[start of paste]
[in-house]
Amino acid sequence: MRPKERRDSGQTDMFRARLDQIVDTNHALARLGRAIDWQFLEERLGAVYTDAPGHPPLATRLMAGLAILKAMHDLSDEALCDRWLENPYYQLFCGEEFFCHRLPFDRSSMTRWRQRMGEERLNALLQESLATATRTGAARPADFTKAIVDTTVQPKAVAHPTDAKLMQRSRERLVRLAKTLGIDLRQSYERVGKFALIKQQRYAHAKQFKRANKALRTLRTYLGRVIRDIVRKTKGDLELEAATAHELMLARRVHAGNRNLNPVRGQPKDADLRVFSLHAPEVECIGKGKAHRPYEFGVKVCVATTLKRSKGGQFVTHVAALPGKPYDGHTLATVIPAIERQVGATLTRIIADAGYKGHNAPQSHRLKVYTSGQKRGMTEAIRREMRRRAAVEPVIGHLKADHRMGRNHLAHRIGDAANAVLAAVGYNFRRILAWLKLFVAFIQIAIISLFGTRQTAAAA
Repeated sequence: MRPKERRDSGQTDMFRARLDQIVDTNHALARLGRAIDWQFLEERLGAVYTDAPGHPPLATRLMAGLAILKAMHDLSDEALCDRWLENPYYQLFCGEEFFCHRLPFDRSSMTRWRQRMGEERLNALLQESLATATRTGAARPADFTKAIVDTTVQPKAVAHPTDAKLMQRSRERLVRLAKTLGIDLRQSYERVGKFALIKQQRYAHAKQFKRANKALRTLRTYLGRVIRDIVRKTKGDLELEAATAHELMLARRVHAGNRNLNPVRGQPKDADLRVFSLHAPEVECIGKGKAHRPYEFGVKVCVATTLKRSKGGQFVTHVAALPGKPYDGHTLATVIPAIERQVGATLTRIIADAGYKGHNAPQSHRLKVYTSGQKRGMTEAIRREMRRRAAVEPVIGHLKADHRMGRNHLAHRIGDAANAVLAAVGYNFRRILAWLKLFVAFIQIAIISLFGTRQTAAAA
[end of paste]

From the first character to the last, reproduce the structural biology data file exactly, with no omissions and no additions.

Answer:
[in-house]
Amino acid sequence: MRPKERRDSGQTDMFRARLDQIVDTNHALARLGRAIDWQFLEERLGAVYTDAPGHPPLATRLMAGLAILKAMHDLSDEALCDRWLENPYYQLFCGEEFFCHRLPFDRSSMTRWRQRMGEERLNALLQESLATATRTGAARPADFTKAIVDTTVQPKAVAHPTDAKLMQRSRERLVRLAKTLGIDLRQSYERVGKFALIKQQRYAHAKQFKRANKALRTLRTYLGRVIRDIVRKTKGDLELEAATAHELMLARRVHAGNRNLNPVRGQPKDADLRVFSLHAPEVECIGKGKAHRPYEFGVKVCVATTLKRSKGGQFVTHVAALPGKPYDGHTLATVIPAIERQVGATLTRIIADAGYKGHNAPQSHRLKVYTSGQKRGMTEAIRREMRRRAAVEPVIGHLKADHRMGRNHLAHRIGDAANAVLAAVGYNFRRILAWLKLFVAFIQIAIISLFGTRQTAAAA
Repeated sequence: MRPKERRDSGQTDMFRARLDQIVDTNHALARLGRAIDWQFLEERLGAVYTDAPGHPPLATRLMAGLAILKAMHDLSDEALCDRWLENPYYQLFCGEEFFCHRLPFDRSSMTRWRQRMGEERLNALLQESLATATRTGAARPADFTKAIVDTTVQPKAVAHPTDAKLMQRSRERLVRLAKTLGIDLRQSYERVGKFALIKQQRYAHAKQFKRANKALRTLRTYLGRVIRDIVRKTKGDLELEAATAHELMLARRVHAGNRNLNPVRGQPKDADLRVFSLHAPEVECIGKGKAHRPYEFGVKVCVATTLKRSKGGQFVTHVAALPGKPYDGHTLATVIPAIERQVGATLTRIIADAGYKGHNAPQSHRLKVYTSGQKRGMTEAIRREMRRRAAVEPVIGHLKADHRMGRNHLAHRIGDAANAVLAAVGYNFRRILAWLKLFVAFIQIAIISLFGTRQTAAAA